One source of last week’s market panic could have been set off by a simple work of fiction.
A series of articles in Le Monde, “End of the Line for the Euro,” looked at how a collapse of the currency might hypothetically play out, particularly against the backdrop of French presidential elections next year.
While the newspaper’s 12-part series was clearly labeled as fiction, it named real banks, like Societe Generale, whose shares plunged 15 percent last Wednesday, prompting the bank to deny speculation that it was in financial trouble.
Now French politicians, business leaders and journalists — at least those who are left in Paris during the dog days of August — are wondering if that series somehow played a role.
The trail seemed to lead to London, where the Mail last week published an article saying that Societe Generale was “on the brink of disaster.” Societe Generale and an Italian bank, UniCredit, were in a “perilous” state, the paper added, citing “a senior government source.”
Last Tuesday, two days after the report appeared, the Mail retracted it.
Readers of “End of the Line for the Euro” noticed that Societe Generale and UniCredit were named in the same passage in the series, in an imaginary conversation involving the hedge fund manager John Paulson, in which he says that US regulators have been raising concerns about the liquidity of the two banks.
On Wednesday, a journalist at the Reuters news agency, Natalie Huet, speculated about a possible link between the tale in Le Monde and the article in the Mail.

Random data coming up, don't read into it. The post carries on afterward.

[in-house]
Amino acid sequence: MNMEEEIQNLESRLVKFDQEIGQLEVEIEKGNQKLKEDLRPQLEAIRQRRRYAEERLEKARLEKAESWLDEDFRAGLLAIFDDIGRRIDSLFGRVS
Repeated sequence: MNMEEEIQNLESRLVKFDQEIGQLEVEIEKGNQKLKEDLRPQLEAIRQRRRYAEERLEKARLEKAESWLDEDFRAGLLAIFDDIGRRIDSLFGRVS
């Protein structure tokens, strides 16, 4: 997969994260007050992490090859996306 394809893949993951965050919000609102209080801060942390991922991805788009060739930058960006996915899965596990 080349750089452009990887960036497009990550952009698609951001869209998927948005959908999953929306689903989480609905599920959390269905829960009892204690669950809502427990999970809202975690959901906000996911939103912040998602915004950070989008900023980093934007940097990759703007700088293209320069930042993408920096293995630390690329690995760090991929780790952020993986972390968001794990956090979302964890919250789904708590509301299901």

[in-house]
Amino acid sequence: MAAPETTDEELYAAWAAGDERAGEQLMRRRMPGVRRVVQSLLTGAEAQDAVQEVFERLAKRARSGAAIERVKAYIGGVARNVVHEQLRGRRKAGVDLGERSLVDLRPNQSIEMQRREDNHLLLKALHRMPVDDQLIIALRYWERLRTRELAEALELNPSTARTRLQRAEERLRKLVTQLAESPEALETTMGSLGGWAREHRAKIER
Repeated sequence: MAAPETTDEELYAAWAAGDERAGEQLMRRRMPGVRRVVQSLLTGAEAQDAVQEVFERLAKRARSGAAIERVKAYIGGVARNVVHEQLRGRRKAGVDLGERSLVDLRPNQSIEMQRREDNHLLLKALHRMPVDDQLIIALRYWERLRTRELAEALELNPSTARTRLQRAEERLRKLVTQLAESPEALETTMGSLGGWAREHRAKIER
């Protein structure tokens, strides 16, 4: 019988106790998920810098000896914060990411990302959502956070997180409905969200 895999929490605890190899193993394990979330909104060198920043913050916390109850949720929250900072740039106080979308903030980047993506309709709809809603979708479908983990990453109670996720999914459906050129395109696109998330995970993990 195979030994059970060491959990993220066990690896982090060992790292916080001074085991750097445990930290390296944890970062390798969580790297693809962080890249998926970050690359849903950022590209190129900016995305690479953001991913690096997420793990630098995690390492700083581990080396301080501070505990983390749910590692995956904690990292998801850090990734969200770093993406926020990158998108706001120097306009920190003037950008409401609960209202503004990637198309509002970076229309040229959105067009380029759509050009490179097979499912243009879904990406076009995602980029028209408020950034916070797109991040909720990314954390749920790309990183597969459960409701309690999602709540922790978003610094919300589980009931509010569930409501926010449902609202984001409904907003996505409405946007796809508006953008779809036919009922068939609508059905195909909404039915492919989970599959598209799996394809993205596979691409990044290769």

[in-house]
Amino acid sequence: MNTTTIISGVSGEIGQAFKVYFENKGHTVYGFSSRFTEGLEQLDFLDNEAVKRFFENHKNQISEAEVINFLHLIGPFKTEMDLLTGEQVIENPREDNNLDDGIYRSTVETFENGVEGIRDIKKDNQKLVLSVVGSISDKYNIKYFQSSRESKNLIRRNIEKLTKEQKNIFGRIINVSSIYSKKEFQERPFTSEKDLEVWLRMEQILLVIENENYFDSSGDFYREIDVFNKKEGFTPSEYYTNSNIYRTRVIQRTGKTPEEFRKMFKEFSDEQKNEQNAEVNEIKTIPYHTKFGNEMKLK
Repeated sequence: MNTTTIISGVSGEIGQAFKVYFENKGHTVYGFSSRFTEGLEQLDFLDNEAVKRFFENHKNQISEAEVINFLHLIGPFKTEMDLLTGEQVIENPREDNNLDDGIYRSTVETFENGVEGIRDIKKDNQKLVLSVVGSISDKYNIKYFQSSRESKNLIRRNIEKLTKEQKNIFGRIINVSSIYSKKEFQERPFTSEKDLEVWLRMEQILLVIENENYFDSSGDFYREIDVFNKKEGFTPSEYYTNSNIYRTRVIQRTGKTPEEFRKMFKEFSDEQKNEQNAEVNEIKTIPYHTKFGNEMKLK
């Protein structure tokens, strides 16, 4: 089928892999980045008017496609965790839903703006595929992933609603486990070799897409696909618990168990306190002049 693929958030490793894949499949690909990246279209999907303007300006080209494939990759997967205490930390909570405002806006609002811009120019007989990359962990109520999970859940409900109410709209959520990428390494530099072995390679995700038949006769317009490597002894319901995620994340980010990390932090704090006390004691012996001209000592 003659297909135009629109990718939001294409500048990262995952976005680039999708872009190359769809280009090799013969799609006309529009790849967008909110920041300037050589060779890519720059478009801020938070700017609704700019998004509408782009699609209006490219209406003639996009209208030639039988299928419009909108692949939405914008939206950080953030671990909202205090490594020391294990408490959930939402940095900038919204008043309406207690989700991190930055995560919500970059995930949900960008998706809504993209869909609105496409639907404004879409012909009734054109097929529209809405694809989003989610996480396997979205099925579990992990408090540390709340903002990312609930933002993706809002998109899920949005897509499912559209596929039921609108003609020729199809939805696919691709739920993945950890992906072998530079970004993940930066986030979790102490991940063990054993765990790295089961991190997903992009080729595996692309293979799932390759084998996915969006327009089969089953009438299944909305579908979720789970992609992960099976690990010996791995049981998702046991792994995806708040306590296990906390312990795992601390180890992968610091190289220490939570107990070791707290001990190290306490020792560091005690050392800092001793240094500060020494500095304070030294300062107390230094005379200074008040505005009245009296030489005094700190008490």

“The rumor of a collapse of SocGen could have come from a misreading of the summer series in Le Monde by the Daily Mail,” she wrote on the blogging site Twitter, referring to the weekday sister publication of the Mail on Sunday.
Huet subsequently clarified that her comment was based on the “words of traders” and was merely intended to relay a “funny and not impossible hypothesis.” She also specified that she had been commenting in a personal capacity.
The story took off from there. On Thursday, the news agency Agence France-Presse said, in an article that it later killed, that the Le Monde series “was the source of false information that has largely contributed to Societe Generale’s stock market drop.”
On Friday, French Minister of Economy, Finance and Industry Francois Baroin discussed the possible connection in a radio interview.
By the weekend, the talk had grown so loud that Le Monde was moved to defend itself in a front-page editorial by Erik Izraelewicz, its top editorial executive.
“The reality is that our fiction had nothing to do with this crazy rumor,” Izraelewicz wrote. “The paradox is that this case has come to illustrate something that our series denounced: the unacceptable role played by rumors in determining the fate of nations and businesses.”
In the series, the collapse of the eurozone is driven by market rumors that Germany would pull out of the eurozone, setting in motion a disastrous cycle of events.
The scrutiny comes at an awkward time for Le Monde, less than a year after it was taken over by a group of French business executives with links to the Socialist Party.
Societe Generale actually fared better in Le Monde’s fiction than another French lender, Credit Agricole, which complained to the newspaper after it was portrayed as requiring a costly bailout.